Vietnam Railways loses ODA projects amid bribery probe

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Vietnam Railways loses ODA projects amid bribery probe

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Vietnam's transport ministry has taken over management of 13 aid-funded projects from the state railway corporation following the conclusion of a lengthy bribery scandal.
News website VnExpress reported Monday that minister Dinh La Thang has signed a decision that will make the ministry the direct manager of 13 major projects being managed by Vietnam Railways, the country’s state-owned railway operator.
Funded with official development assistance (ODA) from Japan, China and France, the projects are reportedly worth millions of dollars each. 
Seven are already under construction; the rest remain in the planning stages.
The move took place after Japanese prosecutors in mid-July pressed charges against a Tokyo-based consultancy company and three of its executives for allegedly bribing Vietnamese officials to win contracts funded by Japanese ODA.
Japan’s Kyodo News reported that the suspects, including Tamio Kakinuma, 65 -- the former president of Japan Transportation Consultants Inc. -- were charged with providing tens of millions of Yen to officials of Vietnam Railways.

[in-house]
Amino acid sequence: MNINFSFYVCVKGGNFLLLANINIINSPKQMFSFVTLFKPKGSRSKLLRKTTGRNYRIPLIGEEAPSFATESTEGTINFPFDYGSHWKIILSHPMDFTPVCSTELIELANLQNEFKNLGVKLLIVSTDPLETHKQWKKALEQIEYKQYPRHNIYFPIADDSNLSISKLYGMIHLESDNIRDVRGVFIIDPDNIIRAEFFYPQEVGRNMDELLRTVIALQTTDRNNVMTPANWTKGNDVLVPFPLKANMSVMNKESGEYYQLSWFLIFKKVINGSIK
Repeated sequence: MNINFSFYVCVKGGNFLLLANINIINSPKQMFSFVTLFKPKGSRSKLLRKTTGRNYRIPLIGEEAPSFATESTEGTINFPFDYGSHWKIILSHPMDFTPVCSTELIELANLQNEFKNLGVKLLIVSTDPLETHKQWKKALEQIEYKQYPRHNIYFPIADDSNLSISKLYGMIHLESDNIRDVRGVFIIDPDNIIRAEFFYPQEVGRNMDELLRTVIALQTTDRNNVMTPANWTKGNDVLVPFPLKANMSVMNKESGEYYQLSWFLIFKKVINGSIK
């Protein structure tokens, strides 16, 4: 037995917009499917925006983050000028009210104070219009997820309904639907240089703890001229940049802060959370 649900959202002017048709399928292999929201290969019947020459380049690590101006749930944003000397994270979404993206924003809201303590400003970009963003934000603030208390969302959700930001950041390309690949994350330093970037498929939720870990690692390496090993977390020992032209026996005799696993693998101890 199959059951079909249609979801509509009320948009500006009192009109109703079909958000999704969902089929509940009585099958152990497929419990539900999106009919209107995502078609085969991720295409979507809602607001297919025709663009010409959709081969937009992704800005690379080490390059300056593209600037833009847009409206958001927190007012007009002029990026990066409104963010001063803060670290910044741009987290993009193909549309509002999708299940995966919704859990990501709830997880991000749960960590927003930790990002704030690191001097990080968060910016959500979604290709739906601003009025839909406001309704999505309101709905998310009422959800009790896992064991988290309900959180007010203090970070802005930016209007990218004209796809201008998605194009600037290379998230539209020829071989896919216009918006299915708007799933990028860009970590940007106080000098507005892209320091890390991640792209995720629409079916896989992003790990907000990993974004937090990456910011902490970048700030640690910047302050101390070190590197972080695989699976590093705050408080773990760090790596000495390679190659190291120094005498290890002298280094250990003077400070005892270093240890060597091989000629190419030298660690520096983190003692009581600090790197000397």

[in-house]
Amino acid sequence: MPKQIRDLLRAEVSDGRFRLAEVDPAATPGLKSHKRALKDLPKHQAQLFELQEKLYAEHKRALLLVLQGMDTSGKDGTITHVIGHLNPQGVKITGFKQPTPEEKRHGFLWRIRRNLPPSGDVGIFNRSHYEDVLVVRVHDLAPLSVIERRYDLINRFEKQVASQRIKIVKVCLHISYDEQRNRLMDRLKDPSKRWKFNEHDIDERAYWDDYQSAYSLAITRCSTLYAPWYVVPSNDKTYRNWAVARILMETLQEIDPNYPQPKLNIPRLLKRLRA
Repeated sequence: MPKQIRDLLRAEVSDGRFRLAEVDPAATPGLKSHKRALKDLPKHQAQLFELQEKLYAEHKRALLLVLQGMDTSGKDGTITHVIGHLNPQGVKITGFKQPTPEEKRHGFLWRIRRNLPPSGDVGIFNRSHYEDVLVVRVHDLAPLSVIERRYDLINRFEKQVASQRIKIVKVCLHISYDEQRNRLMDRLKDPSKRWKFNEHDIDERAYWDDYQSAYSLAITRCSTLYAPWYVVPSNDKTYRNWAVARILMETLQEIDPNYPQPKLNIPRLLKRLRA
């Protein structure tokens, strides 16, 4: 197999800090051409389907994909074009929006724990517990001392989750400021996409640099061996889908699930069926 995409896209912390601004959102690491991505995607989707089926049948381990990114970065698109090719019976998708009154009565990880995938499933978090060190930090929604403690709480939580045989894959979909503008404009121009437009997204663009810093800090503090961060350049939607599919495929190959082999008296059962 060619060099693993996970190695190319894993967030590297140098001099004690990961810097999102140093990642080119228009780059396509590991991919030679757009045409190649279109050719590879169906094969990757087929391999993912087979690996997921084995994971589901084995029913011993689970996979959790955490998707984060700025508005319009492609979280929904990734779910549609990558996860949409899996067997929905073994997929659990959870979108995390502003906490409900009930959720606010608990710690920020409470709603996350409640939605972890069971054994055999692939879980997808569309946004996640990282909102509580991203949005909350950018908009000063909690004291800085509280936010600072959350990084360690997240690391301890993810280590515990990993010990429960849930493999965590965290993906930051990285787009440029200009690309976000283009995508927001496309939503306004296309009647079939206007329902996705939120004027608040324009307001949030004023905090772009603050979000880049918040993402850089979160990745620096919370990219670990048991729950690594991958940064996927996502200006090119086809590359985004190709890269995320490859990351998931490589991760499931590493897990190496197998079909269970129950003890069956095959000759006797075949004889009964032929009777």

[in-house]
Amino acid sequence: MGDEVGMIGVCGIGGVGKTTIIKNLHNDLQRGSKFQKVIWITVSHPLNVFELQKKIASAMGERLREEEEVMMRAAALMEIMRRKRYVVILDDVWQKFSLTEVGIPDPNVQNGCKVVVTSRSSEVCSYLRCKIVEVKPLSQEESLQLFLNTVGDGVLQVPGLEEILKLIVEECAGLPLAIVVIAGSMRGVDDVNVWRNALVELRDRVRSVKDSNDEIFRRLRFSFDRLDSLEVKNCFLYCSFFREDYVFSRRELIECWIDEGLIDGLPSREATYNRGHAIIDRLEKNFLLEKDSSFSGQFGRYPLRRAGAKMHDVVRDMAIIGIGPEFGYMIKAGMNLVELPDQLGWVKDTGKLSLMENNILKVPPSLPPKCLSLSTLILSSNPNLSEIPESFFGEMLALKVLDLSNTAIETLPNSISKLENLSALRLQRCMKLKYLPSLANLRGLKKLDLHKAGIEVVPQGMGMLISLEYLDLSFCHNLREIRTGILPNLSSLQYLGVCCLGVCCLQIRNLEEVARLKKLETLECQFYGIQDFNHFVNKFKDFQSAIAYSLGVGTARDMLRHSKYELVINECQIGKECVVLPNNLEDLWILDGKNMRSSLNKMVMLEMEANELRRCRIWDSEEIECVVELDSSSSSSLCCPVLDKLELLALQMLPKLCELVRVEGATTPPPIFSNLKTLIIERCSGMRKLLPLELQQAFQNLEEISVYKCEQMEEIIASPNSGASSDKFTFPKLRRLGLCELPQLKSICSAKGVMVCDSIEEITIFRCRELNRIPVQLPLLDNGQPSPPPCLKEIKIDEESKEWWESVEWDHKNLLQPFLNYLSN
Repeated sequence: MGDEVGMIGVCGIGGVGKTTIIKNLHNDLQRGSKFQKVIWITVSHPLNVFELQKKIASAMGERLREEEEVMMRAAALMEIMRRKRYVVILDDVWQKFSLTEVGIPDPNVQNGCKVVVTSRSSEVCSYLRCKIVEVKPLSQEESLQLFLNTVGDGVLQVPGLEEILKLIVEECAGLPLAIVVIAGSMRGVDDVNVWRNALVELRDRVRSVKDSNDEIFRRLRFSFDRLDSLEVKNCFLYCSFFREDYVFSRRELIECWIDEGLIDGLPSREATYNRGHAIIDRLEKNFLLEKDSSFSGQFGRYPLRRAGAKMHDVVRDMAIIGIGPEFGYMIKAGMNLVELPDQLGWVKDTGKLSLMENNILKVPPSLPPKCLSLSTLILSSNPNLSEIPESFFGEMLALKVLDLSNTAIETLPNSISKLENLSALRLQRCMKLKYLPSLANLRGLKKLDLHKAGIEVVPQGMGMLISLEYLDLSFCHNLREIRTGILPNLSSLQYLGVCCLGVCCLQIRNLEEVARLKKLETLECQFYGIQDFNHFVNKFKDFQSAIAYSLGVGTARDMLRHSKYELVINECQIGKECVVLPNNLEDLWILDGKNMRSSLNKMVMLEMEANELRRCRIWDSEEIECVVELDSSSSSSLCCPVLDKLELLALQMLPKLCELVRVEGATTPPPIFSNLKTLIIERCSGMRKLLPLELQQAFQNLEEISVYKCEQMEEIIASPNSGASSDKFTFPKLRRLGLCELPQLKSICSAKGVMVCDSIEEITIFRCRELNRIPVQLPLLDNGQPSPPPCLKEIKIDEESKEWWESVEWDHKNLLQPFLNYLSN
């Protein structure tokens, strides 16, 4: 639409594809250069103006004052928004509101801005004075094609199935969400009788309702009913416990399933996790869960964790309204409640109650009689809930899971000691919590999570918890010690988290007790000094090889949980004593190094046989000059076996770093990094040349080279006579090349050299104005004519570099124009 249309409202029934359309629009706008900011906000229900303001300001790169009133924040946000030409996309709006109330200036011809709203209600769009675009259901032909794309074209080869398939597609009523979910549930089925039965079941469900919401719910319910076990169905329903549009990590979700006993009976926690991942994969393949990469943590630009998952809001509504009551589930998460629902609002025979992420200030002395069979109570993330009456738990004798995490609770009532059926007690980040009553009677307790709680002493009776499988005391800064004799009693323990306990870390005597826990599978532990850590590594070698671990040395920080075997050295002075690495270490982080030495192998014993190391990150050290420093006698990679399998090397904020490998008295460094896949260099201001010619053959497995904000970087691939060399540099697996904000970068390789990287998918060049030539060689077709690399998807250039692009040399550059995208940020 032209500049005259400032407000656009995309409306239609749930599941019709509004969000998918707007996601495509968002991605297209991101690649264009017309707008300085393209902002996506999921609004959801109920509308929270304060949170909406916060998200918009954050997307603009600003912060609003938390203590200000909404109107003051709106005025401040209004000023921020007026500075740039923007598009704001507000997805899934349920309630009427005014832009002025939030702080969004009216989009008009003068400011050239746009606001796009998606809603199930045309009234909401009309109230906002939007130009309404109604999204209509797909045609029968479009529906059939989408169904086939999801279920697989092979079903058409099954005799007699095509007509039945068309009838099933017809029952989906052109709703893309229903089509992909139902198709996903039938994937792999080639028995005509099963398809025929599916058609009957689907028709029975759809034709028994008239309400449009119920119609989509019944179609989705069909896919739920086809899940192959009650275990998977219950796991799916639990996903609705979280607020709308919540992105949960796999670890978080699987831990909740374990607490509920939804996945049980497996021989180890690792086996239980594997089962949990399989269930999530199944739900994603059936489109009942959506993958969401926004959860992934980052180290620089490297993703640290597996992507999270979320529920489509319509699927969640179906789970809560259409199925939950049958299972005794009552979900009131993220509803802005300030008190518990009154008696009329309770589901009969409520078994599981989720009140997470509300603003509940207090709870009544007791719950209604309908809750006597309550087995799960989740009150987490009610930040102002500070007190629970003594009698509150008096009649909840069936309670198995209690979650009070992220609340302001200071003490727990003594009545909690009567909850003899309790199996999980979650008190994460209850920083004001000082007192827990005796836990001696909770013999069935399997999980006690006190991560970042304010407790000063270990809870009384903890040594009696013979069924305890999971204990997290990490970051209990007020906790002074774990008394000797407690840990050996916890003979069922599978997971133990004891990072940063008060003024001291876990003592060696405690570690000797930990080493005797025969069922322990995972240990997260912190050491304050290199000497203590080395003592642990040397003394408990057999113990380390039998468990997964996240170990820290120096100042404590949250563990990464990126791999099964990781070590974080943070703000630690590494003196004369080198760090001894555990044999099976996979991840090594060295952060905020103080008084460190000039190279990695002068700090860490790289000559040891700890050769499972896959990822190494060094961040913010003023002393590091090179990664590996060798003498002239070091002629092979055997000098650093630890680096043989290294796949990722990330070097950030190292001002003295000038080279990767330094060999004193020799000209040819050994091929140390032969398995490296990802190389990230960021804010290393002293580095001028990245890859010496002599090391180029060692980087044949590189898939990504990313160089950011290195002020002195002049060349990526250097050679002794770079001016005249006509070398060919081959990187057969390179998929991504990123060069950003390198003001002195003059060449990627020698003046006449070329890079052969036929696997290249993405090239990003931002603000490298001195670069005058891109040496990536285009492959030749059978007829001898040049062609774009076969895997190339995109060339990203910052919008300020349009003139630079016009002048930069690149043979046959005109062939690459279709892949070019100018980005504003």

Kyodo News cited a report released in April by JTC’s outside panel of lawyers announcing that JTC had paid around 160 million Yen (US$1.58 million) in kickbacks to officials in Vietnam, Indonesia, and Uzbekistan between February 2008 and February of this year.
In Vietnam alone, the officials involved allegedly received 80 million Yen ($782,000) for a Japan-funded urban highway project worth 4.2 billion Yen in Hanoi.
Vietnam has suspended scores of implicated officials and arrested six people, including Tran Quoc Dong, deputy general director of Vietnam Railways. 
The scandal prompted the Japanese government to suspend new ODA funding to Vietnam in early June. 
But Tokyo resumed all aid in late July on the condition that Vietnam commit to investigating all ODA projects involving JTC and Vietnam Railways and pledge specific measures to stop future graft.

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